Lottery error? That’s too bad
Four victims of botched housing lottery proceedings will get nospecial favors in future lotteries, the Housing Board decidedWednesday.The board voted 6-1 to deny future housing priority as recompenseto individuals who thought they won housing, only to find outthey did not, for one reason or another.The board’s decision last year to give the winner of an invalidatedlottery a preference in a drawing for the next comparable unitwas not a precedent board members intended to set or wanted toestablish as a policy, they said.”We made a mistake and a mistake isn’t corrected by repeatingit,” said County Commissioner Mick Ireland, also a Housing Boardmember. “At some point we have to stop going in the wrong directionand go in the right direction.”Last night’s decision, however, may not be the final word on thesubject.”It’s not over,” vowed Allison Campbell, one of the winners ina Red House lottery that was later invalidated.Campbell did not elaborate on her plans to further pursue thematter, but simply repeated, “I just don’t think it’s over.”Board members, who have wrestled at several meetings with howto address Campbell’s case and the other three, stressed Wednesdaythey had no intention of setting a precedent with their handlingof the James Shaw case last summer. Shaw was given a lottery priorityafter winning a drawing that was subsequently invalidated.Board members believed Shaw’s was an isolated case and that asimilar situation would not arise again.But when three people were drawn as winners in a January lotterythat was later declared invalid, and another individual was erroneouslynotified that he won a December lottery, the Shaw case came backto haunt the board.All four individuals in the latest cases petitioned the boardfor the same treatment Shaw received.”We won a lottery but an error was made and someone else is movinginto my unit,” Campbell said. “The only right thing to do is togive us what is rightfully ours.”But most Housing Board members argued that to grant another roundof priorities would erode confidence in the long-term integrityof the housing program, especially since the Red House lotterywas redrawn because 34 names weren’t included in the first drawing.”What about the people who weren’t in the first drawing?” askedIreland. “Should we give them all priorities, too?””A perception of fairness is a fragile thing,” noted board chairmanFrank Peters. “I’m not going to succumb to the pressure in thisroom instead of looking down the road.”Drawing comparisons to a botched state lottery or an erroneouslydrawn tax-return check, Ireland told the petitioners: “In yourhearts … you know it isn’t yours.” A mistake shouldn’t automaticallyguarantee recompense, he said.At one point, several board members discussed granting the invalidatedwinners some extra chances in the next lottery, but the suggestionnever came to a formal vote. Board member Cari Britton cast the sole dissenting vote. Her positionwas that since the participants weren’t advised that a lottery’soutcome was subject to validation, the invalidated winners shouldget the same consideration Shaw received.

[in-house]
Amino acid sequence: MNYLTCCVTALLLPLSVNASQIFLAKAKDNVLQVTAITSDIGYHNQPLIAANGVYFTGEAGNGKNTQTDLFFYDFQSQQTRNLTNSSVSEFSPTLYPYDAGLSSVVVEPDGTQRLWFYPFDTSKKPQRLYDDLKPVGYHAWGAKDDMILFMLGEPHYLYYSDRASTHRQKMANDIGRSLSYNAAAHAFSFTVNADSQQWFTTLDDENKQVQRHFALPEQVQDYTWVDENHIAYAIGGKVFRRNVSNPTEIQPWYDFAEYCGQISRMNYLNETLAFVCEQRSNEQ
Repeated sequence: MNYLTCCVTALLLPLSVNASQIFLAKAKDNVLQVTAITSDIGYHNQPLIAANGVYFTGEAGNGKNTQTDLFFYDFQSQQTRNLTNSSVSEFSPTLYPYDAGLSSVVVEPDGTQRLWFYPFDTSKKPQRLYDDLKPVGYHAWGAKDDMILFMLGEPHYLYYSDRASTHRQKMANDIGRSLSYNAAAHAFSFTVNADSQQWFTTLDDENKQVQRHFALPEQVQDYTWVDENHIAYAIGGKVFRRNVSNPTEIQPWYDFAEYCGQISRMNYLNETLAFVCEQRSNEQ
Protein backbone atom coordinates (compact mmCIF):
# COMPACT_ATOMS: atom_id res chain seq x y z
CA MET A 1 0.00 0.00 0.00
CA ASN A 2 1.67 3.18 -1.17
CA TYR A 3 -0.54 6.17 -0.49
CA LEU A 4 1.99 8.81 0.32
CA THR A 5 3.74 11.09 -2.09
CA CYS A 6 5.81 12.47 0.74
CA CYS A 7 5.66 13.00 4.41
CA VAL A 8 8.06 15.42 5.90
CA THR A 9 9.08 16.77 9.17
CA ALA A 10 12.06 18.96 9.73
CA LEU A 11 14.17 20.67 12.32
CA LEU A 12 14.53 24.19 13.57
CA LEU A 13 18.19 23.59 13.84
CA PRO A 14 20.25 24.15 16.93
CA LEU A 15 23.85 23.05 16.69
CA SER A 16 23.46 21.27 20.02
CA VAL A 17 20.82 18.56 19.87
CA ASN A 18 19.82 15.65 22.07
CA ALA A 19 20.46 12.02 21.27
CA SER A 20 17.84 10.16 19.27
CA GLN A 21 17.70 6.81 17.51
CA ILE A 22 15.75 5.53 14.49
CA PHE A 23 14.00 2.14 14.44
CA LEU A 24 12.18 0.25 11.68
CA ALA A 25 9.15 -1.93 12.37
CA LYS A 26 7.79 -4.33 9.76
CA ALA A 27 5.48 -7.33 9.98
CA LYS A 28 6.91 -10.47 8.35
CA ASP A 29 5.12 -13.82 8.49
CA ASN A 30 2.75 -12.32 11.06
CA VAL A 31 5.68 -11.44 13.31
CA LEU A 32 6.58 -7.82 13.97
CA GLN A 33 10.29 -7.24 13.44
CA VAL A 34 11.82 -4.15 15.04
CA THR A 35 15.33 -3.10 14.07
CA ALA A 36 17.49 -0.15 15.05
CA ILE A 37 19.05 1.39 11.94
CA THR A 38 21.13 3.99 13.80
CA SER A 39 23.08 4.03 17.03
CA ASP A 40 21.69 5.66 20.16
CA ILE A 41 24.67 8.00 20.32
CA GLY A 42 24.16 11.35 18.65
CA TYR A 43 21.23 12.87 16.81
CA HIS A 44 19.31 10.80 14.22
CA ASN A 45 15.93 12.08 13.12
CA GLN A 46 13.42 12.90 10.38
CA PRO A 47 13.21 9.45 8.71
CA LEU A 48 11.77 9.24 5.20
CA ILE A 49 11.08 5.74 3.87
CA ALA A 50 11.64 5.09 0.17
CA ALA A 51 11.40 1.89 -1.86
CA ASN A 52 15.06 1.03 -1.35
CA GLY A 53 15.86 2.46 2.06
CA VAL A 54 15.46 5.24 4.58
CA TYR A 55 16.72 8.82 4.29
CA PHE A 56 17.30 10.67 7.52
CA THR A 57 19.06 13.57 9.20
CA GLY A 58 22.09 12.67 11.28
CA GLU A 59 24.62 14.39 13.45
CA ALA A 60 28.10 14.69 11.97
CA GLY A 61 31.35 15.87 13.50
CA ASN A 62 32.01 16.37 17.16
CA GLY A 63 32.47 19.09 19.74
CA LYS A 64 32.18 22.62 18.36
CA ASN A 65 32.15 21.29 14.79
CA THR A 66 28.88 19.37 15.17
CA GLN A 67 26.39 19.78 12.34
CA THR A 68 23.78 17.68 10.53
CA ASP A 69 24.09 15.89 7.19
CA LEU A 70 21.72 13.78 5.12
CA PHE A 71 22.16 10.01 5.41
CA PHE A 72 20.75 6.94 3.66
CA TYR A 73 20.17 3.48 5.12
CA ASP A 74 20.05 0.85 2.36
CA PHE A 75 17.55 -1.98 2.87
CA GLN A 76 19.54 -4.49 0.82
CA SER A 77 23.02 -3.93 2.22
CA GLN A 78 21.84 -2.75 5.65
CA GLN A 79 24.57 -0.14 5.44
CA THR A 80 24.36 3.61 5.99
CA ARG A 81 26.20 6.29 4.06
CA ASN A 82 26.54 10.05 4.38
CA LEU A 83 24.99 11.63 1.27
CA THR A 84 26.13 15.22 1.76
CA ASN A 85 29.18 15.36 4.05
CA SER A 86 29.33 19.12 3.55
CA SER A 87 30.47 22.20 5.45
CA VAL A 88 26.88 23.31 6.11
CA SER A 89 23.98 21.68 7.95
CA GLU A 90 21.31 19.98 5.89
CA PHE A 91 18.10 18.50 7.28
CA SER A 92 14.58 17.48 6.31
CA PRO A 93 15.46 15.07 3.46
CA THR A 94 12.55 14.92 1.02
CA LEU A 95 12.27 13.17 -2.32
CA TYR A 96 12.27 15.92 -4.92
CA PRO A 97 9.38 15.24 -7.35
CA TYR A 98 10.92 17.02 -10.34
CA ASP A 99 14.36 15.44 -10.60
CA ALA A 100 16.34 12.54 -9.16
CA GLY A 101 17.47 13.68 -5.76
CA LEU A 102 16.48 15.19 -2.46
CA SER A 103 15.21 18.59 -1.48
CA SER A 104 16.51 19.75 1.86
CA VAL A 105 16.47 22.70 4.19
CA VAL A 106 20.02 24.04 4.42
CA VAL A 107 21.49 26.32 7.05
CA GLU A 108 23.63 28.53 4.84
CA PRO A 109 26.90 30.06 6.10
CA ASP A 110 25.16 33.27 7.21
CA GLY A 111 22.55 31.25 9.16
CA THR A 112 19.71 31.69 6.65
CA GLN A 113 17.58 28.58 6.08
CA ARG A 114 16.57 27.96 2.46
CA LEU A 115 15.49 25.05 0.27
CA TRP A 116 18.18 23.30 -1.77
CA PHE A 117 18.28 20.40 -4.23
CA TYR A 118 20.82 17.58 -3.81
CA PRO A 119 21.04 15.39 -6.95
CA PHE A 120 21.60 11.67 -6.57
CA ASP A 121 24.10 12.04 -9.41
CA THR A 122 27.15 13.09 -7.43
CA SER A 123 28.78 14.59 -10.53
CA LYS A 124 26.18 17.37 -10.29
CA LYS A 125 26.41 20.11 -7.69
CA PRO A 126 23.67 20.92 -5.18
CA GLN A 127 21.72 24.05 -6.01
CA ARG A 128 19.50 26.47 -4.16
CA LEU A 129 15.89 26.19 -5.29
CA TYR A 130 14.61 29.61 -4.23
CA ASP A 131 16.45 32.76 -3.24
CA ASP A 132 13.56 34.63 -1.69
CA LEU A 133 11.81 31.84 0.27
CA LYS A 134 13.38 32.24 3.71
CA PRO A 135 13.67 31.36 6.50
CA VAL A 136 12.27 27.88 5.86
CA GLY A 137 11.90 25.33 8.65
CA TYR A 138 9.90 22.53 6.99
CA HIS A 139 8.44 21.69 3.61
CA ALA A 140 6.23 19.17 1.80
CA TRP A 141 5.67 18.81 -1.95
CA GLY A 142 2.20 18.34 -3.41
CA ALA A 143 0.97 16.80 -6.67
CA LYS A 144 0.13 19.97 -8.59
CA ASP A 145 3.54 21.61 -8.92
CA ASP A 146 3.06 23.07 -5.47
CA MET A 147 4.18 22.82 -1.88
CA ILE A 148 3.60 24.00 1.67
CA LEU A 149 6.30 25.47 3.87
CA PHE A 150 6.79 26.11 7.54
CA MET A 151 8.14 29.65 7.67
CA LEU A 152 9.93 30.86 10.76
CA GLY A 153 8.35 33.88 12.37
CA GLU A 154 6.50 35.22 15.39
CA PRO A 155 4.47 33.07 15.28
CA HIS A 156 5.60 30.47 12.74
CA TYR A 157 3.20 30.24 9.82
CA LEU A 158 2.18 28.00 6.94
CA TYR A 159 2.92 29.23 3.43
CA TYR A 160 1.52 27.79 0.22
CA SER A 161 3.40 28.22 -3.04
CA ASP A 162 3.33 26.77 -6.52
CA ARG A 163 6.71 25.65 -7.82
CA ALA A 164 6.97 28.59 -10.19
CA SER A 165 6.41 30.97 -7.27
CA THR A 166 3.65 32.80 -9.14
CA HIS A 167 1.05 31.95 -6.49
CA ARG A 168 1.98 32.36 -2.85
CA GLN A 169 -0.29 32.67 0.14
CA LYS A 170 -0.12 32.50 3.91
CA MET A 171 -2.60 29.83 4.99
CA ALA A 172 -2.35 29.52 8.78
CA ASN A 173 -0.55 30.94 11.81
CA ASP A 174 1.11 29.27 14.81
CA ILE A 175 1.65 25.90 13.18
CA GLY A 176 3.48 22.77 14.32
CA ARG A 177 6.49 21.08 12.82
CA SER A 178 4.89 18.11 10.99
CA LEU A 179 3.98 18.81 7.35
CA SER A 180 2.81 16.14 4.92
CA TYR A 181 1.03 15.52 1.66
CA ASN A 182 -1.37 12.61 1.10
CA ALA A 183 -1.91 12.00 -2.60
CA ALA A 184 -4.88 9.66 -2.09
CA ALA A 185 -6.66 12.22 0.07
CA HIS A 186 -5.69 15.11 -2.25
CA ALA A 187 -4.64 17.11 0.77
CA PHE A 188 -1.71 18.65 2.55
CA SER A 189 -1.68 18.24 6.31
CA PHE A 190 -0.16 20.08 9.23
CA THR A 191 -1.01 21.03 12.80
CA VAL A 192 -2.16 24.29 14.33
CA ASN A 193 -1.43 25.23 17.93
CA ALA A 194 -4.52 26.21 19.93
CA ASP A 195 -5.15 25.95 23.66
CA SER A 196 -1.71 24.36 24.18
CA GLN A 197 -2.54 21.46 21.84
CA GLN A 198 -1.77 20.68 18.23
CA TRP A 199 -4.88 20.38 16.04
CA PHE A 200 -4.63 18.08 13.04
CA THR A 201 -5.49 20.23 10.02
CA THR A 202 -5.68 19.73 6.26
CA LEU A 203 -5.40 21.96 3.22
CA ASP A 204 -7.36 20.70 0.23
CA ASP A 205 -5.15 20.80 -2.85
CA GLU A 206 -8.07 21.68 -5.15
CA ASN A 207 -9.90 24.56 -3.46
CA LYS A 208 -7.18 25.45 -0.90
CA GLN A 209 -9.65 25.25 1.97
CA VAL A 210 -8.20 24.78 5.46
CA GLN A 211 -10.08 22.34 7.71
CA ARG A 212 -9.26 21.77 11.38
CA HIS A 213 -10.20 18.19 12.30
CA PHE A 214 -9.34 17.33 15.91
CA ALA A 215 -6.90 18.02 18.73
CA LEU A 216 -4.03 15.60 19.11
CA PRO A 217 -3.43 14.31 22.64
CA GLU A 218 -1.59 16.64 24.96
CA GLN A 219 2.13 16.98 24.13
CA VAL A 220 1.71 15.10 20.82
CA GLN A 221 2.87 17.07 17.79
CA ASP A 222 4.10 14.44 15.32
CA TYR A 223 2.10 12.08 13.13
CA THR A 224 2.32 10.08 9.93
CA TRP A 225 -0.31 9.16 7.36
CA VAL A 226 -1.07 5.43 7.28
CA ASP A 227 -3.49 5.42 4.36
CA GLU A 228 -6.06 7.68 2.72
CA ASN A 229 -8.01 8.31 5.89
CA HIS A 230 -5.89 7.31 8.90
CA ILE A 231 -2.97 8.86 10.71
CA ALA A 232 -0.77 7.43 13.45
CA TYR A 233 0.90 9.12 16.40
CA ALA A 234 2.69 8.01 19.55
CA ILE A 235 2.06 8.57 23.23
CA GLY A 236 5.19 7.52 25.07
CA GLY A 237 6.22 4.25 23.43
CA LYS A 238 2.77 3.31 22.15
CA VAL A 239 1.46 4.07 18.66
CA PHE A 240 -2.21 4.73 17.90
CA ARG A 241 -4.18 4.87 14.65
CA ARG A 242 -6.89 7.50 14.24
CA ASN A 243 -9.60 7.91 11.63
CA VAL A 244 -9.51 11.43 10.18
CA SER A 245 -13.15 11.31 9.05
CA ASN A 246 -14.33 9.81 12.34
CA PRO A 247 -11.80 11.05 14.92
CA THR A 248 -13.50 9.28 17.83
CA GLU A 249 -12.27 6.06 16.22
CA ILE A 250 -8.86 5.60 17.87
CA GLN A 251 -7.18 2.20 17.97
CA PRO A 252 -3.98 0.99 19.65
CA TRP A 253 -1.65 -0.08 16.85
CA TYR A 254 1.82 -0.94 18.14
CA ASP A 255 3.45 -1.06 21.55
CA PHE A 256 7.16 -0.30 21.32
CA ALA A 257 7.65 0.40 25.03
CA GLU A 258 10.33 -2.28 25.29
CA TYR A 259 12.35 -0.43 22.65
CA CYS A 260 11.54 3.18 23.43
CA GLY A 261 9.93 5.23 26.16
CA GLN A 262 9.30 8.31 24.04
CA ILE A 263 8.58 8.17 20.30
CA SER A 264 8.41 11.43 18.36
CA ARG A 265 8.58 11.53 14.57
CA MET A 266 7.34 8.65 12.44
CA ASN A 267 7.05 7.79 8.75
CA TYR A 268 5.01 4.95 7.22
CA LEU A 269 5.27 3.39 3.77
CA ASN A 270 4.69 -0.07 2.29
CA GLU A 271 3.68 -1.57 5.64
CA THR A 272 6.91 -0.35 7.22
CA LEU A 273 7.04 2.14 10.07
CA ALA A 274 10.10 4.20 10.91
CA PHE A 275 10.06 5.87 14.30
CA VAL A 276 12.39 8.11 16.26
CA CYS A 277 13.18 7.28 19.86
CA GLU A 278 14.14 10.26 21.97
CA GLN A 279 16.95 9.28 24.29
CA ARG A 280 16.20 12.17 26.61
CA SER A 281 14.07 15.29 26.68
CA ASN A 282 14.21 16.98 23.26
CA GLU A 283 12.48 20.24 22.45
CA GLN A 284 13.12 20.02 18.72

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Colorado has been hit with a substantial spike in COVID-19 cases, with one in 41 residents believed to be contagious. Dr. Anthony Fauci, director of the National Institute of Allergy and Infectious Diseases and a member of the White House’s coronavirus task force, warned during a virtual news conference that Colorado is not alone in seeing a spike in cases and pleaded with people not to travel or gather in large groups.